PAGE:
Way back when, I was working on a project with the endangered Mohave Ground Squirrel outside of Death Valley. The squirrel was only active during the daylight hours in the summer (otherwise it was hibernating). I was shooting with the F4, that’s how long ago this was. Anyways, I started the second day and put my eye up to the viewfinder and jumped back like someone had shot me! Turns out the day before the camera prism had gotten so hot it had given me a blister on my eyebrow. I thought I had been taking care of my gear and the heat but that proved me wrong. I had to find a solution fast and the answer turned out to be real simple, the white hand towel from the lodge. With the heat wave currently gripping the globe (and not going away anytime soon), I’ve had a few emails asking about the Z 9 and heat. The answer to that question applies to all camera gear, all brands!
Heat alone probably won’t hurt most gear. The Z 9 for example, the instruction book says 104º is its upper limits. It was 98º when I was photographing the House Wren and it was out in full sun cranking away no issue. If you’re on the ramp at an airshow, there is the real possibility you and your gear could reach that temp. First, YOU need to hydrate, hydrate, hydrate! Next, when you’re not shooting, give the gear a break and shade it. You can drape it with a white towel. You could hang it on your shoulder and stand so you provide it shade. You could put it back in the bag and a white towel over that. Unlike your iPhone that will tell you it’s overheated and shutting down, your camera gear depends on you. If you’re wearing sunblock (and it you’re not, why?) and sweating a lot, that combo on camera gear in the heat can cause issues. If you have humidity, it alone can be an issue in such temps for you and your gear. The combination of heat and humidity can be really hard on us, our subject and camera gear. The best solution is, common sense. My rule of thumb is, do for my gear as I do for myself. On hot days, I hide under a wide brim hat so the camera hides under the white towel. If I can sit in the sun comfortably, so can my gear. If I can’t, then I find shade for myself and my gear. I DON’T set my gear down on the hot tarmac, be it by itself or in a camera bag as the ground transfers a whole lot of heat!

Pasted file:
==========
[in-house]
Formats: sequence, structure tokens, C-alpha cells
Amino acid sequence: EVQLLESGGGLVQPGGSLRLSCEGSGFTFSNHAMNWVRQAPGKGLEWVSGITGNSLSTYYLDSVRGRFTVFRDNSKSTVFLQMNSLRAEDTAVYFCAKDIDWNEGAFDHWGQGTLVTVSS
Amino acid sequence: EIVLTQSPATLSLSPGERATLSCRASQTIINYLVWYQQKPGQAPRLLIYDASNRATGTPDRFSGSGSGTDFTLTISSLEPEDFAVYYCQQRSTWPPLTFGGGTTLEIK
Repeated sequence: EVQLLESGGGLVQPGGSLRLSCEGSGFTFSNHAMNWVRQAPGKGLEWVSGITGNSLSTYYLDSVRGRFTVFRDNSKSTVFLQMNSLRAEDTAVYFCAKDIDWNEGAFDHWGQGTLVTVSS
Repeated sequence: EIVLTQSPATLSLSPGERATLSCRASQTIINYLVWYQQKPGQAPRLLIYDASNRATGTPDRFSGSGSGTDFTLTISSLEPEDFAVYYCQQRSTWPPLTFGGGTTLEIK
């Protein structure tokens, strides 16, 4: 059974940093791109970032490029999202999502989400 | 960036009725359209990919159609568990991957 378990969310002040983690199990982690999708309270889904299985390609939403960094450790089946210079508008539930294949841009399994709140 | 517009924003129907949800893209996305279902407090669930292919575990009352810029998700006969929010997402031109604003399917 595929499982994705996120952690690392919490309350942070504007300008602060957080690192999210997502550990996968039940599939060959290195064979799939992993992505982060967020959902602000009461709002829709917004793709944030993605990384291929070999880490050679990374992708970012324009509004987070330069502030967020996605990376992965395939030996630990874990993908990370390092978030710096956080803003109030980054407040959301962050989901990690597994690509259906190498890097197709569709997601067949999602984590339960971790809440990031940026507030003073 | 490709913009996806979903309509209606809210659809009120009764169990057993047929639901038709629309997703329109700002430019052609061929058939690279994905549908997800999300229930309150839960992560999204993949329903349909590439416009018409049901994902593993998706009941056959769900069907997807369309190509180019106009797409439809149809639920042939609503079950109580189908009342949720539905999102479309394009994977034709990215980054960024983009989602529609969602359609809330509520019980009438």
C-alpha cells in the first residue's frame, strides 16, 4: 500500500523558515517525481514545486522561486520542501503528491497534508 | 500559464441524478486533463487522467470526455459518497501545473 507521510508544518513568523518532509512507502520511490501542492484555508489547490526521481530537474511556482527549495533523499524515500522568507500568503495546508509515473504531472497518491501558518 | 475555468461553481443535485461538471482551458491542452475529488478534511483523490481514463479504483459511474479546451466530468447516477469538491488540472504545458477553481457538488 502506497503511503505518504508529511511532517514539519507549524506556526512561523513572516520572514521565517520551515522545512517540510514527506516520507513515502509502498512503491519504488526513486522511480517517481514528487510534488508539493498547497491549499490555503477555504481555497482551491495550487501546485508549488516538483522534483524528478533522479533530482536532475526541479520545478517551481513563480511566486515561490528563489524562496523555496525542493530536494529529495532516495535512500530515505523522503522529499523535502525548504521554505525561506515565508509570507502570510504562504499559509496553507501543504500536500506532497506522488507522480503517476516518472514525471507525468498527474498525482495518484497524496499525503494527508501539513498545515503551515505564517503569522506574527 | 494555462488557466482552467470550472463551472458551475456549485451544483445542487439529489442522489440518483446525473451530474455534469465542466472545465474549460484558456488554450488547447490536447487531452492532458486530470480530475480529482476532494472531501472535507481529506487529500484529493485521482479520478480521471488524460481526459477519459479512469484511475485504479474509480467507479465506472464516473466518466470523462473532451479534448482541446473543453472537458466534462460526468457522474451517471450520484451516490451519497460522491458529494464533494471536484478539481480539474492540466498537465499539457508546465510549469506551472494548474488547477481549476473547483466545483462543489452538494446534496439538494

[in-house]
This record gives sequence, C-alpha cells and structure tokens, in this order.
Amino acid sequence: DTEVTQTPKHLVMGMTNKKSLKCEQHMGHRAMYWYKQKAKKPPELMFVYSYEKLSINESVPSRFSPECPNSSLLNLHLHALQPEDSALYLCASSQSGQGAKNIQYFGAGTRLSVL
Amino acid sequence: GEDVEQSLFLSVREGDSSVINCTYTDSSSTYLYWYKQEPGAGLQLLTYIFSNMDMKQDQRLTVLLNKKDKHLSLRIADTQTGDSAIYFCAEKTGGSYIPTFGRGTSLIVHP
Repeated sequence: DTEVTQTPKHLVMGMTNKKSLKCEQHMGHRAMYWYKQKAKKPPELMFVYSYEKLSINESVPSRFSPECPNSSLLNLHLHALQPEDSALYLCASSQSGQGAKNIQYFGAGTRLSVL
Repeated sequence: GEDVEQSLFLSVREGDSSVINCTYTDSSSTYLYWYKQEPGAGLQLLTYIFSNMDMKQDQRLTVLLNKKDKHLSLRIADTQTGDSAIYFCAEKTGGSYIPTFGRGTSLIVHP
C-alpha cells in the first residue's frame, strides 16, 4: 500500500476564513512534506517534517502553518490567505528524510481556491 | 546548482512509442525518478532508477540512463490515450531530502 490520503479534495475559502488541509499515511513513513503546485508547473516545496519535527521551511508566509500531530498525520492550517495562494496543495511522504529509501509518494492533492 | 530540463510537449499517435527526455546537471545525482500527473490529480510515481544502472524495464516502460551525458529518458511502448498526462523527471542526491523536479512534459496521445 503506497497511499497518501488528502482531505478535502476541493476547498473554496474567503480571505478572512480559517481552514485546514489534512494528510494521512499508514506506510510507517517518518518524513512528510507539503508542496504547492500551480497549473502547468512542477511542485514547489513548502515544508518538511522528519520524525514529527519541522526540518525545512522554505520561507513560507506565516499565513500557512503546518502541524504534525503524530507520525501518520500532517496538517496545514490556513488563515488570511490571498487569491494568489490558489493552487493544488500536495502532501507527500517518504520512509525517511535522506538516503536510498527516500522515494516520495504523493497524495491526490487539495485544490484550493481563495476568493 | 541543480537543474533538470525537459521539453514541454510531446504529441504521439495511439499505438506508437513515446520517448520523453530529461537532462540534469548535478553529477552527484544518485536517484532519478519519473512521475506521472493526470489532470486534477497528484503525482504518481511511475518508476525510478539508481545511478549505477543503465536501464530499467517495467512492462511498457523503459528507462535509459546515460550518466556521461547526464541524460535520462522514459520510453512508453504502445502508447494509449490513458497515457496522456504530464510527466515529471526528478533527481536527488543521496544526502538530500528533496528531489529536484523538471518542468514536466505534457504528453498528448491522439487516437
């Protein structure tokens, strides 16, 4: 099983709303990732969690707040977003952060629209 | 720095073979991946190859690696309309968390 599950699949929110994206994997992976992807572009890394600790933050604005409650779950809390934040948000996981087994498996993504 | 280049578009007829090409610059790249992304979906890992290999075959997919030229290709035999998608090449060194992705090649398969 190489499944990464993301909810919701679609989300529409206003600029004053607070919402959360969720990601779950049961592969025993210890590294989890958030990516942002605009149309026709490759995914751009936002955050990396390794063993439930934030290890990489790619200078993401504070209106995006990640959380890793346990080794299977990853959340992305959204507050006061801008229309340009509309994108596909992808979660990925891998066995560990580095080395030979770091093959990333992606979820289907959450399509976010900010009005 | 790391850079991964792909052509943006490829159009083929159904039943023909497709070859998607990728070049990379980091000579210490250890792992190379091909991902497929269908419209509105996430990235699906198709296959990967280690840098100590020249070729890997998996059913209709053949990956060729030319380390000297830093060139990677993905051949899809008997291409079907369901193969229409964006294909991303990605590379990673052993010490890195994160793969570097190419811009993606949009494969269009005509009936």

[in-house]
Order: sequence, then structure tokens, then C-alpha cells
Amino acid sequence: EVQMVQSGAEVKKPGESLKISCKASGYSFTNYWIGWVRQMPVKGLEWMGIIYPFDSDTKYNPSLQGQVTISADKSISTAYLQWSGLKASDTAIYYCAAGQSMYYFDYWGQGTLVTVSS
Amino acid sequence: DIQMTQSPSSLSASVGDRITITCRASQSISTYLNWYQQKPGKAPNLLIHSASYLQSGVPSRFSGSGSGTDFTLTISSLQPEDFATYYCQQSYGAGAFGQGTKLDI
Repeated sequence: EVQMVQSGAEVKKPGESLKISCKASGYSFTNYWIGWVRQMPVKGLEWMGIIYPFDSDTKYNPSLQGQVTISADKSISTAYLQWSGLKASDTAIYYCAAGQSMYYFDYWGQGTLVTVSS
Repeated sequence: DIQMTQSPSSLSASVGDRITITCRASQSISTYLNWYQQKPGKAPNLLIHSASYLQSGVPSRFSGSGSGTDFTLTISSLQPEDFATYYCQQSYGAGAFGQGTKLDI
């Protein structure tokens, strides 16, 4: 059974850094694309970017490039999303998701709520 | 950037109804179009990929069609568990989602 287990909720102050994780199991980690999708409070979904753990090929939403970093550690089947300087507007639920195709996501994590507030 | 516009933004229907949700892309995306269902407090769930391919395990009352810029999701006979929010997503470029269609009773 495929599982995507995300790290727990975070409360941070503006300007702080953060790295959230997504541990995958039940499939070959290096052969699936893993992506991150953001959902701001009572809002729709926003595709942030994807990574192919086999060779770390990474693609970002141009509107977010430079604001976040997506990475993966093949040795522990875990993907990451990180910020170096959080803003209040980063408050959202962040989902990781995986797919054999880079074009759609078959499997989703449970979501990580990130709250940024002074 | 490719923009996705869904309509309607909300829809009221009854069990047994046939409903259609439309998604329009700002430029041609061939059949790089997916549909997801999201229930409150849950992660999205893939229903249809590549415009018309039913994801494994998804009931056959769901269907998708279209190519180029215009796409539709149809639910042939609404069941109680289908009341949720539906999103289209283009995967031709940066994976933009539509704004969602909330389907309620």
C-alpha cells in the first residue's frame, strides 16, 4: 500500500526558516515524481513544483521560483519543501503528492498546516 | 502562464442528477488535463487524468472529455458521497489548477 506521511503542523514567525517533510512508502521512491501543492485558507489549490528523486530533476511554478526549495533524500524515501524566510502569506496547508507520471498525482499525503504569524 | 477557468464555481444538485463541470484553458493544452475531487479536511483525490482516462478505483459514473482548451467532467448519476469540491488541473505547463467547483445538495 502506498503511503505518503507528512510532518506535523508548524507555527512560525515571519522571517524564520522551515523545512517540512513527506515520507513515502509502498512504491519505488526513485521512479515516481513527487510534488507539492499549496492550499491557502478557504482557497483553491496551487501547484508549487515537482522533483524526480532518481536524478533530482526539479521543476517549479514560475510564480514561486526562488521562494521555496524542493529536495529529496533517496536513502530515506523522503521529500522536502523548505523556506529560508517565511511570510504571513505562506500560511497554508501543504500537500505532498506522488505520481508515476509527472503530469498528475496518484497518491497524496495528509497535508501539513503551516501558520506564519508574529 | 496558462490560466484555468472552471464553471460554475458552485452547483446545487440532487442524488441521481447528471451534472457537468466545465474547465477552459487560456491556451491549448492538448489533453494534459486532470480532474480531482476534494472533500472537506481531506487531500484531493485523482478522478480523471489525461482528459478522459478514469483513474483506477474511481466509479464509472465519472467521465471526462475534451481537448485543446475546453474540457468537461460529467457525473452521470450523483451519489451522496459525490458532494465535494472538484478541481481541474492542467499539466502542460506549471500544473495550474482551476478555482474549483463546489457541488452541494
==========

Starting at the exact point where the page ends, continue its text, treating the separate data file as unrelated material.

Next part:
Depending on your body, you might have heat warnings that appear on the LCD / viewfinder. Most cameras have a sensor and/or card heat issue warning. We’re not talking about that kind of hit issue. I’ve never had a camera tell me by a warning or shutting down that its overheated (my iPhone sure has). That holds true for a lens as well. The goal is to avoid arriving at that place where a gear has to warn us it’s hot. You and your gear can work in the heat, just think it through and take care!